An attenuator is an electronic component designed to reduce the amplitude of a signal that passes through it without significantly reducing the integrity of that signal. And it is used in radio frequency and optical applications. Radiofrequency attenuators are typically used in electronic circuits, while optical attenuators are used in fiber optics. There are six different types of radiofrequency designs: fixed, stepped, continuously variable, programmable, DC biased and DC blocked.
An attenuator including an rf power attenuator usually consists of a resistive network that allows heat to dissipate at a certain rate. There are several basic layouts - "T" configuration, "L" configuration, and "pi" configuration. These established layouts have already established formulas and resistor values that can be used to create a characteristic impedance (Z0) over a range of frequencies, which are also known as unbalanced attenuators with asymmetric circuits. A balanced or symmetrical circuit, the version of the "T" attenuator, is called the "H" configuration, while the balanced version of the Pi attenuator, is called the "O" configuration.
These resistor networks set the fixed attenuator to a fixed and constant attenuation. They are placed in the signal path to reduce transmitted power and can be surface mount, waveguide or coaxial types. Depending on the application, attenuators can be directional or bidirectional. Signals can only go from input to output in a directional attenuator and can travel in both directions in a bidirectional attenuator. For chip-based attenuators, the resistance is created by various materials deposited on a thermally conductive substrate, and depending on the process (thick or thin film), the physical size and the material used produce specific resistance values. Also, continuously variable attenuator resistance can be made by arranging the assembly of resistance rods and resistance plates. Still, many attenuator resistors are fabricated using chips.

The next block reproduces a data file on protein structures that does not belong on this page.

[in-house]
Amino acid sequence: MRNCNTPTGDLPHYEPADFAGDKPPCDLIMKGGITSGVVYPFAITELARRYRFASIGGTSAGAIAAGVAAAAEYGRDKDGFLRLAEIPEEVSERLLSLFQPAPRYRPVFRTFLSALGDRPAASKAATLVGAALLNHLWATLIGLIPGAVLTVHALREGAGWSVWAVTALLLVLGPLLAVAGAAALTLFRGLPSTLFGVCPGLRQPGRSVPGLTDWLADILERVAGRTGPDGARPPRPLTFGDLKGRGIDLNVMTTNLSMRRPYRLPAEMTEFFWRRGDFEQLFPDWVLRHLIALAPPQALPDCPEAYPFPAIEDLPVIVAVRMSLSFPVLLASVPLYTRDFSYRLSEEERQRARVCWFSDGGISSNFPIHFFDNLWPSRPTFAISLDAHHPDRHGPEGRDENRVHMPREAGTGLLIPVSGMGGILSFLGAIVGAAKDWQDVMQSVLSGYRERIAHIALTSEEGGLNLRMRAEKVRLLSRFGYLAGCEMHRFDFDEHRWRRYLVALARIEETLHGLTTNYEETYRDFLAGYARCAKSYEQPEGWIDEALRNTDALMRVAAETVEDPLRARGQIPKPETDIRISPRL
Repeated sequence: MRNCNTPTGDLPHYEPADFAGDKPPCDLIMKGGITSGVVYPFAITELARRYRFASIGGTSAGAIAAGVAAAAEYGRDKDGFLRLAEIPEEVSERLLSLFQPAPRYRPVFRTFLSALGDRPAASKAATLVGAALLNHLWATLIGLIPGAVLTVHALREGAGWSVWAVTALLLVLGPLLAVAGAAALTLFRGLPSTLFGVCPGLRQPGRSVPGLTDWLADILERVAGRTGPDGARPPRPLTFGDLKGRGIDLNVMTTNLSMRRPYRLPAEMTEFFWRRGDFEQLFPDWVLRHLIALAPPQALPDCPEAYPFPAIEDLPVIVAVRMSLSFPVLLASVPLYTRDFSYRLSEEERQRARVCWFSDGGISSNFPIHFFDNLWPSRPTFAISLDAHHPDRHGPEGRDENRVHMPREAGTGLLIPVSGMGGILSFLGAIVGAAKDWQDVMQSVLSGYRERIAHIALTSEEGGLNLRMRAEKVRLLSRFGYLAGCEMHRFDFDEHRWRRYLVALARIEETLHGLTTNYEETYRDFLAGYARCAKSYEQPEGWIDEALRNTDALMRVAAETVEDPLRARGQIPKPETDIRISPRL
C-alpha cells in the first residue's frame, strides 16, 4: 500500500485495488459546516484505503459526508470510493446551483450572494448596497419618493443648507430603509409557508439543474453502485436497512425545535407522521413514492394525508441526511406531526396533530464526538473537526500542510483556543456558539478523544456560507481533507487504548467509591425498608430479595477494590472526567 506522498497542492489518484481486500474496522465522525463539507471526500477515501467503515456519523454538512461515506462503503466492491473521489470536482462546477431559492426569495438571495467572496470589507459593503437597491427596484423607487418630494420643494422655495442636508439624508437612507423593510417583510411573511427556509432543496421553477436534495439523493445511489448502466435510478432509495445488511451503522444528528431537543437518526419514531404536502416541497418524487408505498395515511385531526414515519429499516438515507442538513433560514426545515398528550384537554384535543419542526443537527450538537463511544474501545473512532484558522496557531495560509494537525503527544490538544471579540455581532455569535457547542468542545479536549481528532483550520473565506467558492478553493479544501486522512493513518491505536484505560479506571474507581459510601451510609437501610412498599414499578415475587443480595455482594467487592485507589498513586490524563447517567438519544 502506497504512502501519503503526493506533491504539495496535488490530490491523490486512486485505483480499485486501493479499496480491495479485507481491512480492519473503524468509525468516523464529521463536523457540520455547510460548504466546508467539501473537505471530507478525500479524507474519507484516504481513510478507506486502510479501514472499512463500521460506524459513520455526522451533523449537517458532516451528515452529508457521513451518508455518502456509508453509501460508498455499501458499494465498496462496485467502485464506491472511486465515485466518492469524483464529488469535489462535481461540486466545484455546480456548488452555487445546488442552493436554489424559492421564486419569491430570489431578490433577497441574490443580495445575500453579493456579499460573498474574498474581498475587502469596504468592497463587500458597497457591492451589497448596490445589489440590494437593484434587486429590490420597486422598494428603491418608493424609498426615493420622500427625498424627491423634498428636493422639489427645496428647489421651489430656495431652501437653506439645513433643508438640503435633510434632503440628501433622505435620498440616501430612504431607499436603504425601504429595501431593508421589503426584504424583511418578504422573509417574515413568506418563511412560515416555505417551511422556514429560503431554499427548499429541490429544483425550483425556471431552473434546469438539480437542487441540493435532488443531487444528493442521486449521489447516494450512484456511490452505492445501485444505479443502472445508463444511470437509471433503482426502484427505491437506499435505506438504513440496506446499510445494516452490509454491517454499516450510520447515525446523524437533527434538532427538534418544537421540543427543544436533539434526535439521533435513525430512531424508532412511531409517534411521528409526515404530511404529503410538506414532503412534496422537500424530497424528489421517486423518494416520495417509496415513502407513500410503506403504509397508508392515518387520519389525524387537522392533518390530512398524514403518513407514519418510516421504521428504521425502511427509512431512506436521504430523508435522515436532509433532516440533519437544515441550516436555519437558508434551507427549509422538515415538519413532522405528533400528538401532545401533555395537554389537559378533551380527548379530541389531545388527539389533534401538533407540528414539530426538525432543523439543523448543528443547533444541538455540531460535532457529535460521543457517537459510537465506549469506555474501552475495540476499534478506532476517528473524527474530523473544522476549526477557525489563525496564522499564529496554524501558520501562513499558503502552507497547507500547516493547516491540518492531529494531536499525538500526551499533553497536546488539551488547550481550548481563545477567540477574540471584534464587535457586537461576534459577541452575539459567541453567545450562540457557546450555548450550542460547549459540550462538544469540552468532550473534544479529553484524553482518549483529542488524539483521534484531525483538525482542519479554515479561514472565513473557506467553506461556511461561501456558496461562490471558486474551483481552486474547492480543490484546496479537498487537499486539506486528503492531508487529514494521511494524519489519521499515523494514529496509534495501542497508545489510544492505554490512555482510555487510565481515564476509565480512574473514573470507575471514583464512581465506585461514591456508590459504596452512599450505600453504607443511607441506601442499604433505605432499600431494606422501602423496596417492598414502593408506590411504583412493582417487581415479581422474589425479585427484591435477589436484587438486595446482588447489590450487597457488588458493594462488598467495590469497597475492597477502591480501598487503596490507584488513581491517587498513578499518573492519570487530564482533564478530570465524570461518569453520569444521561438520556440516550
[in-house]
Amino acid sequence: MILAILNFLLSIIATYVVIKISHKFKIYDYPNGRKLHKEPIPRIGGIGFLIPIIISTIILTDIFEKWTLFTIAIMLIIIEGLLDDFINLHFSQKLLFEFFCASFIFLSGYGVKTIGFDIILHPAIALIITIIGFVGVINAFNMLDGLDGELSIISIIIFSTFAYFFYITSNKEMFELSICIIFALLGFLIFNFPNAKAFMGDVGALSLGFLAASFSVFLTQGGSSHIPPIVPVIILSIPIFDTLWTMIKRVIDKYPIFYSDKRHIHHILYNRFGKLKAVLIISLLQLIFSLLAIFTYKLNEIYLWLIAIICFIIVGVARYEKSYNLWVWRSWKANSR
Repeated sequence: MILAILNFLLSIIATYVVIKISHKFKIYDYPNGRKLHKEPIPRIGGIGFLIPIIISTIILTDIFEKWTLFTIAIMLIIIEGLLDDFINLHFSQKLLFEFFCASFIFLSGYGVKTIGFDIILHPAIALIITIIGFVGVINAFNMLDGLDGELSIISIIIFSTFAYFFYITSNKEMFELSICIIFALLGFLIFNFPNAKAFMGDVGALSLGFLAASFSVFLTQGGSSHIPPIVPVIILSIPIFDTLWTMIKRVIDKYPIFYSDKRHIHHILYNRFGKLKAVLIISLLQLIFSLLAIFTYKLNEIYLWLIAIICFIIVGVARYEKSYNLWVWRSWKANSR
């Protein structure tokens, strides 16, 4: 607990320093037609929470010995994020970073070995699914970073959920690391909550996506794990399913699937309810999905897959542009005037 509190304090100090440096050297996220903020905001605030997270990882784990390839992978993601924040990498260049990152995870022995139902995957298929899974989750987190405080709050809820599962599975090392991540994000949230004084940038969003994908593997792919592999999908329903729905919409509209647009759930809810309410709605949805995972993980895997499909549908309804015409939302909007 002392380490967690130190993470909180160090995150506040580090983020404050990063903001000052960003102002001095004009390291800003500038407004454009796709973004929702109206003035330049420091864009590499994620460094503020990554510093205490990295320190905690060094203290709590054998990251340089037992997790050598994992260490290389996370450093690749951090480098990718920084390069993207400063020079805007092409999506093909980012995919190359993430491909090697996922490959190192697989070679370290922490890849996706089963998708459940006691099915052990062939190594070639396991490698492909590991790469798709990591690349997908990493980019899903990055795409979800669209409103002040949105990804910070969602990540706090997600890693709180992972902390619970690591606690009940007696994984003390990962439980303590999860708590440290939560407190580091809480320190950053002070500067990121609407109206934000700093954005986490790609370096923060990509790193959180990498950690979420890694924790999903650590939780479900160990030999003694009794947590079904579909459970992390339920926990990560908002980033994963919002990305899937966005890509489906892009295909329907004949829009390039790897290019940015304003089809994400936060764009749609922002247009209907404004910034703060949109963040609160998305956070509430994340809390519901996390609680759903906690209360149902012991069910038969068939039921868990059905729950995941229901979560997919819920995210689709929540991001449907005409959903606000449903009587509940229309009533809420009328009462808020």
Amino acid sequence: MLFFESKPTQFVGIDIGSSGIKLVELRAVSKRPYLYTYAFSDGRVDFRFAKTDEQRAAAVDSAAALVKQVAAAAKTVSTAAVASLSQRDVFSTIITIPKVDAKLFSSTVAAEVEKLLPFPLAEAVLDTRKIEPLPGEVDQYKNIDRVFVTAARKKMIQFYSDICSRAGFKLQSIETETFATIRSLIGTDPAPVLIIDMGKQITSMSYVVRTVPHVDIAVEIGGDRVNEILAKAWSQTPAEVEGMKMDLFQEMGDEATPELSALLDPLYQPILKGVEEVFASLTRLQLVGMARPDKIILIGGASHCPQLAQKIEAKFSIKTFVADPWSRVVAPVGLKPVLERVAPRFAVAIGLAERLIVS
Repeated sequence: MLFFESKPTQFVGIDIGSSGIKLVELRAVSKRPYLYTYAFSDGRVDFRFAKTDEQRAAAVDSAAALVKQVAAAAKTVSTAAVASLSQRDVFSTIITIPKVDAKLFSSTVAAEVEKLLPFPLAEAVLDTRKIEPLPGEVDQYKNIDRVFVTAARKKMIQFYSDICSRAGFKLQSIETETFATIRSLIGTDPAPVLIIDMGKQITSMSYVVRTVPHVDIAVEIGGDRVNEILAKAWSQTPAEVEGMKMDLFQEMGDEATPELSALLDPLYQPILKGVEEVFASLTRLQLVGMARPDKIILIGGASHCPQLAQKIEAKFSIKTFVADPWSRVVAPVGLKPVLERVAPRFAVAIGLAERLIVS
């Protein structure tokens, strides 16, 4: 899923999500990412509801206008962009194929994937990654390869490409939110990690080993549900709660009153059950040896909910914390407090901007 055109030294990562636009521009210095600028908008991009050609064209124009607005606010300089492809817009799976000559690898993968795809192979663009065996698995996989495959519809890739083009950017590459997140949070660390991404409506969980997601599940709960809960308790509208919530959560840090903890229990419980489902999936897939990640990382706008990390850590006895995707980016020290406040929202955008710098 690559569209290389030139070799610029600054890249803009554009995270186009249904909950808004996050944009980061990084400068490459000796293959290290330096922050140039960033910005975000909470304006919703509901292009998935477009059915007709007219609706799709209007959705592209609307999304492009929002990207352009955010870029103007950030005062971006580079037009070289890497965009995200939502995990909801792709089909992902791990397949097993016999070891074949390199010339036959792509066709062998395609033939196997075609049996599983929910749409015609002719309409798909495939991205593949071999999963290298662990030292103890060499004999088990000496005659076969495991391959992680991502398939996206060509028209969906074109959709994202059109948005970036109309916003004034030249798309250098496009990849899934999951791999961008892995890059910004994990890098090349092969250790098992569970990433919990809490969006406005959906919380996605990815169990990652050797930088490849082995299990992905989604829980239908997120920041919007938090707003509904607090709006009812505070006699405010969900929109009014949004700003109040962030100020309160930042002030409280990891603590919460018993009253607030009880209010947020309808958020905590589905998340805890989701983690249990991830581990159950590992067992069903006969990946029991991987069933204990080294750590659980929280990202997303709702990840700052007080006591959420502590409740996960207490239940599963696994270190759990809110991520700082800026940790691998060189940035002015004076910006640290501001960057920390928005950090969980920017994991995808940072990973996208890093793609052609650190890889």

Fixed attenuators are used to reduce the power of a signal without distorting its waveform. Fixed attenuators are used in many tests, measurements, and communication applications. Features of fixed attenuators include 50 Ω or 75 Ω impedance; fixed attenuation levels from 0 dB to 40 dB; various bandwidths to improve impedance matching between their waveform subsystems; extensive interface; male-to-female connector. Applications of fixed RF attenuator: power conditioners between different channels or inline subsystems; used as protection for test equipment inputs to reduce threatening radio frequency power; to improve impedance matching between subsystems or between test instruments.